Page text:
Andre De Grasse says the opportunity to train with professional athletes and to learn from some of the world’s top coaches lured him to Phoenix.
The Canadian sprint sensation has a new home, moving to Arizona this week to train with ALTIS — formerly the World Athletics Center — under Canadian power and sprint coach Stuart McMillan.
"I wanted to move on with my life a little bit and experience the professional side and be with professional athletes, professional coaches," De Grasse said in an ALTIS podcast. "I came to ALTIS on a visit last week, it was amazing. I couldn’t believe the type of treatment they get here and I said, ‘I think this is the place for me.’
"USC has been really great to me, and the coaches, but it’s definitely a time, a period, for me to move on and I need to get ready for the Olympics."
The move comes weeks after the 21-year-old from Markham, Ont., announced he’d turned pro, signing an historic and lucrative US$11.25-million deal with Puma. He had been training at the University of Southern California while working toward finishing his sociology degree.
ALTIS has over 100 international athletes in various track and field disciplines, and a crew of some 35 coaches, therapists and staff members.
"We’re super excited, great guy," said John Godina, founder and CEO of ALTIS, and a four-time world shot put champion. "I’m just excited to have him in my group, and adding to what we’re doing out here."
McMillan, who has guided over 60 Olympians in six Games — both summer and winter — said De Grasse is fitting in well in Phoenix.
"Andre has just finished an amazing season, virtually unprecedented in the history of the sport," said McMillan. "His coaching team at USC clearly have done an exceptional job."
"Being a professional athlete in a college system (however) has many challenges, including the fact that your coach is away for two to three days of most weeks from January to June," he added. "The additional challenge of therapy, nutritional, supplemental, and travel support, and a relative lack of a high-quality professional group to train with, makes succeeding as a professional athlete training in a college setting extremely difficult."
De Grasse — who’s moved several times in the past few years, from Markham, to Coffeyville College in Kansas, to USC in Los Angeles — said he can see himself training in Phoenix for the next decade.
"I’m really loving my training, it’s my second day of training, and I already love it," he said. "The coaches definitely know exactly what they’re doing … I definitely love the fact that, because I’m so new to the sport, I’m learning more."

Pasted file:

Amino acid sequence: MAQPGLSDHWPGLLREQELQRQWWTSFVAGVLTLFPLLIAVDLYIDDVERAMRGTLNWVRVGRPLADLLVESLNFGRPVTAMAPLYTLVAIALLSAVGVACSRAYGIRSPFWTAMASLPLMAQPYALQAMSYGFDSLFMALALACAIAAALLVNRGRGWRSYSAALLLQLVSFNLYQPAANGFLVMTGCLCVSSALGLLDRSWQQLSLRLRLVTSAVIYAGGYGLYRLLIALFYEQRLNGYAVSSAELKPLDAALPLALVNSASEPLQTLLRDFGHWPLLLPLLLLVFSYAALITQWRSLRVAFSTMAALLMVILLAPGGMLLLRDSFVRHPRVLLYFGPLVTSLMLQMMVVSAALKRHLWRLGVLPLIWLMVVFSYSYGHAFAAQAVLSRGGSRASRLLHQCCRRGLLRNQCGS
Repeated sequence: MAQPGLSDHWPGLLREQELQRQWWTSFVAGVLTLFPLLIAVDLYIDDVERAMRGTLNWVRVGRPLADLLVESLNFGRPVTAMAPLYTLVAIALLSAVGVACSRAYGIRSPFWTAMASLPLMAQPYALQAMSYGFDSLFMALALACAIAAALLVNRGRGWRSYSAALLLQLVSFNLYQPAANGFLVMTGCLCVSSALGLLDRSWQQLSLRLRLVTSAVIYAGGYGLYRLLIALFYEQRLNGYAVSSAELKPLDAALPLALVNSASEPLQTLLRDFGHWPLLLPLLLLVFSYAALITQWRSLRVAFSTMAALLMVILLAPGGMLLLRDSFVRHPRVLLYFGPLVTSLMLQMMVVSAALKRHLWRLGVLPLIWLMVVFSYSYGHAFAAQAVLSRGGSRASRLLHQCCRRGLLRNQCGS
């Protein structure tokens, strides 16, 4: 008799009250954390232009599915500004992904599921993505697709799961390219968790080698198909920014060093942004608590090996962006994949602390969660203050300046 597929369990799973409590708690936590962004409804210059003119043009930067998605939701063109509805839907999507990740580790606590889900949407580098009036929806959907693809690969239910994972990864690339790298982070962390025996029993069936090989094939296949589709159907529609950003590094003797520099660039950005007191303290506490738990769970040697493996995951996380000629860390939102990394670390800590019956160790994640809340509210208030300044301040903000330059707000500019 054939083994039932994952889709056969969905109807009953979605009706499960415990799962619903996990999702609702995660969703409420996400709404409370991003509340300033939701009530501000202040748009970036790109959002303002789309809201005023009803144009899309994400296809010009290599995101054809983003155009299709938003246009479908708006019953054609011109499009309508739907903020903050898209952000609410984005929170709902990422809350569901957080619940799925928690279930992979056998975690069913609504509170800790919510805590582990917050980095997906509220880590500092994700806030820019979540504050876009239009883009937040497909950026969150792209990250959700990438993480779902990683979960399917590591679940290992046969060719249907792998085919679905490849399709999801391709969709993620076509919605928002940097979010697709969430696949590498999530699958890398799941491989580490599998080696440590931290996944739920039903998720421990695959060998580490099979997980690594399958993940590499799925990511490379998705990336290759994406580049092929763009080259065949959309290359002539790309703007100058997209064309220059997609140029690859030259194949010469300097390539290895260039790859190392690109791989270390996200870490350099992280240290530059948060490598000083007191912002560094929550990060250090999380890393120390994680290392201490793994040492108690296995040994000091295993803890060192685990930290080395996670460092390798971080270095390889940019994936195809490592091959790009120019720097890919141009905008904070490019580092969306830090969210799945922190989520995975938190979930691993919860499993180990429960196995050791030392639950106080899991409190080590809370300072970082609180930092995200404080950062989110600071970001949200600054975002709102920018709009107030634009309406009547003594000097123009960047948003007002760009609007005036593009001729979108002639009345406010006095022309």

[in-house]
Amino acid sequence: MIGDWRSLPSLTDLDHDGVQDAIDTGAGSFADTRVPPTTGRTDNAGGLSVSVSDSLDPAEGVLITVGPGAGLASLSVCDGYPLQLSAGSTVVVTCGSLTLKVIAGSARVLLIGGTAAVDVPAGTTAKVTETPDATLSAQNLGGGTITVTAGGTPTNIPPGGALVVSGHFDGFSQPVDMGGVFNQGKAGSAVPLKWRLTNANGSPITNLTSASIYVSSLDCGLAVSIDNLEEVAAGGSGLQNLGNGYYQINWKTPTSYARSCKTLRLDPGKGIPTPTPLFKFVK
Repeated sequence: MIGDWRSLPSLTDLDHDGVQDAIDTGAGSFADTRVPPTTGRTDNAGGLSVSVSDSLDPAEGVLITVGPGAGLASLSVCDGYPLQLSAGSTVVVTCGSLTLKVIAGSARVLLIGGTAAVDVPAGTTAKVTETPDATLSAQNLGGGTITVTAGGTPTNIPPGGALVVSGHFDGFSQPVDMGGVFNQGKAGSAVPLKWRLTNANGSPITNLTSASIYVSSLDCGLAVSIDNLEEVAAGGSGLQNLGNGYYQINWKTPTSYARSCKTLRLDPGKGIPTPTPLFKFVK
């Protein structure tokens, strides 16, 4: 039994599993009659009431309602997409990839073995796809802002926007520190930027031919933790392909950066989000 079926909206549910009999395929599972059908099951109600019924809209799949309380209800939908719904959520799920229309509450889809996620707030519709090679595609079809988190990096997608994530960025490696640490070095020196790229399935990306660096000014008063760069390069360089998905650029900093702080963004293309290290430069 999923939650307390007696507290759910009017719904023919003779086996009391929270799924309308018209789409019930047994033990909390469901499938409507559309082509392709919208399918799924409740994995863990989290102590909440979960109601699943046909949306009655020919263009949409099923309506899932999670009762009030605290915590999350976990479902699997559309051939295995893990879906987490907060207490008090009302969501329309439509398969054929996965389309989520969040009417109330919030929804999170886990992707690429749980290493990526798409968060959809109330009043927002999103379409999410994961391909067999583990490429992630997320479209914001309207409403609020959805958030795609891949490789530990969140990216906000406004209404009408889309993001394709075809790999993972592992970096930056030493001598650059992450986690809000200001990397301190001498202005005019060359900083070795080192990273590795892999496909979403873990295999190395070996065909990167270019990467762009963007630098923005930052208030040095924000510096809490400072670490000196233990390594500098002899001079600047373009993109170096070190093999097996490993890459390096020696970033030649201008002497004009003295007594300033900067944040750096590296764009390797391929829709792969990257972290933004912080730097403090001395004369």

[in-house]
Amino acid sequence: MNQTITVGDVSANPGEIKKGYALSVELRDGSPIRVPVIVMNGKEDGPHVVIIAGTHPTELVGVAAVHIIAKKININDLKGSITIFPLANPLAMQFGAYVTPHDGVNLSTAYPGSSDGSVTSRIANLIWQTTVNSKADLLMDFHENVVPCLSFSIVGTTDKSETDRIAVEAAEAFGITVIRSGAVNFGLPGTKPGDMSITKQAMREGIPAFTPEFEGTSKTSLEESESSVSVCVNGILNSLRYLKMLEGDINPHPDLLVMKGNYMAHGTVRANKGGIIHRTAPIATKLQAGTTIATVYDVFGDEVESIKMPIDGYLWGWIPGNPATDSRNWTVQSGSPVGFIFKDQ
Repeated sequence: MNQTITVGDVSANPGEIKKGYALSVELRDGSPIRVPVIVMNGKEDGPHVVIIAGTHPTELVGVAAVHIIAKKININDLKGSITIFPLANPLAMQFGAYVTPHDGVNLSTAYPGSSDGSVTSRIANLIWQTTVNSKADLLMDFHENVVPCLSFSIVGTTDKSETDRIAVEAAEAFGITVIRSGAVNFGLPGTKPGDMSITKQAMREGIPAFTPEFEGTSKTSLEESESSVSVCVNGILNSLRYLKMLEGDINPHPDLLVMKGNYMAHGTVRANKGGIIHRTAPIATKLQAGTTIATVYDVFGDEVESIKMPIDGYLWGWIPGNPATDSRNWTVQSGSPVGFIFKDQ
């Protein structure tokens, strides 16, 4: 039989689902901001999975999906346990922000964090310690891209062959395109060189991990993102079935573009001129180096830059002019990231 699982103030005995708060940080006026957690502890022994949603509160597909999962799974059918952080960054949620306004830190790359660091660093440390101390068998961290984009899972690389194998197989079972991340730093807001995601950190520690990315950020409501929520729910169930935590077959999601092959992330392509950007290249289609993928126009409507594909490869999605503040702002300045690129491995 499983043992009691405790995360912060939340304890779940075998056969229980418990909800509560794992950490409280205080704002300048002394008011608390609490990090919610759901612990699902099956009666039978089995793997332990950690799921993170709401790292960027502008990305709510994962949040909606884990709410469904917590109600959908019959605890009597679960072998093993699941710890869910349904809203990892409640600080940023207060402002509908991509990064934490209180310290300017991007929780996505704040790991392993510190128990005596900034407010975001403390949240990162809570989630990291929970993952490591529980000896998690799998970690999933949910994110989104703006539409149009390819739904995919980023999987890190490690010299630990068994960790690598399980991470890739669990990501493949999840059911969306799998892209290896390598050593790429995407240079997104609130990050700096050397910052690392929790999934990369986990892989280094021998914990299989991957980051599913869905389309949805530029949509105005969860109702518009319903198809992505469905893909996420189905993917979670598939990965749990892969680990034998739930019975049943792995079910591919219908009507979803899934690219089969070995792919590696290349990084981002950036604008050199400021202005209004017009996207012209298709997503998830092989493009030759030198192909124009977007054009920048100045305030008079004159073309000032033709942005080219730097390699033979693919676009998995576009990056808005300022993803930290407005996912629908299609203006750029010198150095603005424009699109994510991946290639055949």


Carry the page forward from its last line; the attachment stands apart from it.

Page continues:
Godina originally started ALTIS as a training group for throwers, prior to the 2012 London Olympics. He then expanded the program, hiring Pfaff and McMillan, among others. He most recently added Canadian sprint coach Kevin Tyler.
ALTIS coaches have guided athletes to over 50 Olympic medals. Among Pfaff’s accomplishments was coaching Canadian sprinter Donovan Bailey to Olympic gold.
De Grasse is coming off a spectacular season that saw him win bronze in the 100 metres at the world championships in Beijing. He also won both the 100 and 200 metres at the NCAA championships — less than 45 minutes apart — then repeated the double gold at the Pan American Games in Toronto.
De Grasse became just the third Canadian to break the 10-second barrier in the 100 metres behind Bailey and Bruny Surin. (Ben Johnson ran sub-10 as well but the convicted doper’s times were erased from the record books). The young star also broke the Canadian record in the 200 metres.
He has lofty goals for 2016: breaking the Canadian record of 9.84 co-held by Bailey and Surin, and reaching the Olympic podium in both the 100 and 200. De Grasse’s personal best in the 100 is 9.92 seconds.
De Grasse’s multi-year deal with Puma could see him earn as much as $30 million with bonuses — the largest initial deal in the history of the sport.
De Grasse joins a group in Phoenix that includes Anaso Jobodwana of South Africa, world bronze medallist in the 200 metres, Wilfried Koffi, the African champion in the 100 and 200 metres, NCAA champion Ameer Webb, and Canadian sprinters Akeem Haynes, Justyn Warner and Dontae Richards-Kwok, among others.